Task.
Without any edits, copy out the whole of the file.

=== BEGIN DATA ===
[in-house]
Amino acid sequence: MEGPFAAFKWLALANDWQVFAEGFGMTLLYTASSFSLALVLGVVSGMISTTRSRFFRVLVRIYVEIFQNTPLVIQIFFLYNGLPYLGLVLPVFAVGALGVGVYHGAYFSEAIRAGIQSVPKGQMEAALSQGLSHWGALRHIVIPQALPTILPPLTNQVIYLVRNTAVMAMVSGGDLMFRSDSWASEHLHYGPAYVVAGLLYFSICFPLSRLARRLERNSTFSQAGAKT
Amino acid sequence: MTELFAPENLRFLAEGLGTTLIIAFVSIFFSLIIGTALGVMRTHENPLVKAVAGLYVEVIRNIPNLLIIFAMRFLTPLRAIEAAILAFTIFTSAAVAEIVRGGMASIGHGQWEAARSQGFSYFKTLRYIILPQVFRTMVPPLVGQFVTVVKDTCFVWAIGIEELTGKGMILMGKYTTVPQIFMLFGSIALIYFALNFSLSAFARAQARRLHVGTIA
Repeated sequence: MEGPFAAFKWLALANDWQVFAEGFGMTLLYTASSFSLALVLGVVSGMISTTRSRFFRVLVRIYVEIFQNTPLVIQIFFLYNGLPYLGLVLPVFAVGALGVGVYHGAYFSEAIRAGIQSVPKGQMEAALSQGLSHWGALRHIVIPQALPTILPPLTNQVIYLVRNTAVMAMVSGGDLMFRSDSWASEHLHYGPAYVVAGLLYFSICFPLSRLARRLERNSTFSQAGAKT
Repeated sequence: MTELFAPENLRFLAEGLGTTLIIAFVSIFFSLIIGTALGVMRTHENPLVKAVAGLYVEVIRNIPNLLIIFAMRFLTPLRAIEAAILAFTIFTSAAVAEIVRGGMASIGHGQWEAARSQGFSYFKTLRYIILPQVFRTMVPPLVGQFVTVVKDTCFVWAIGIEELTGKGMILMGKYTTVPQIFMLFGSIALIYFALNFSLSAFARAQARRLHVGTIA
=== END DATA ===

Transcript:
[in-house]
Amino acid sequence: MEGPFAAFKWLALANDWQVFAEGFGMTLLYTASSFSLALVLGVVSGMISTTRSRFFRVLVRIYVEIFQNTPLVIQIFFLYNGLPYLGLVLPVFAVGALGVGVYHGAYFSEAIRAGIQSVPKGQMEAALSQGLSHWGALRHIVIPQALPTILPPLTNQVIYLVRNTAVMAMVSGGDLMFRSDSWASEHLHYGPAYVVAGLLYFSICFPLSRLARRLERNSTFSQAGAKT
Amino acid sequence: MTELFAPENLRFLAEGLGTTLIIAFVSIFFSLIIGTALGVMRTHENPLVKAVAGLYVEVIRNIPNLLIIFAMRFLTPLRAIEAAILAFTIFTSAAVAEIVRGGMASIGHGQWEAARSQGFSYFKTLRYIILPQVFRTMVPPLVGQFVTVVKDTCFVWAIGIEELTGKGMILMGKYTTVPQIFMLFGSIALIYFALNFSLSAFARAQARRLHVGTIA
Repeated sequence: MEGPFAAFKWLALANDWQVFAEGFGMTLLYTASSFSLALVLGVVSGMISTTRSRFFRVLVRIYVEIFQNTPLVIQIFFLYNGLPYLGLVLPVFAVGALGVGVYHGAYFSEAIRAGIQSVPKGQMEAALSQGLSHWGALRHIVIPQALPTILPPLTNQVIYLVRNTAVMAMVSGGDLMFRSDSWASEHLHYGPAYVVAGLLYFSICFPLSRLARRLERNSTFSQAGAKT
Repeated sequence: MTELFAPENLRFLAEGLGTTLIIAFVSIFFSLIIGTALGVMRTHENPLVKAVAGLYVEVIRNIPNLLIIFAMRFLTPLRAIEAAILAFTIFTSAAVAEIVRGGMASIGHGQWEAARSQGFSYFKTLRYIILPQVFRTMVPPLVGQFVTVVKDTCFVWAIGIEELTGKGMILMGKYTTVPQIFMLFGSIALIYFALNFSLSAFARAQARRLHVGTIA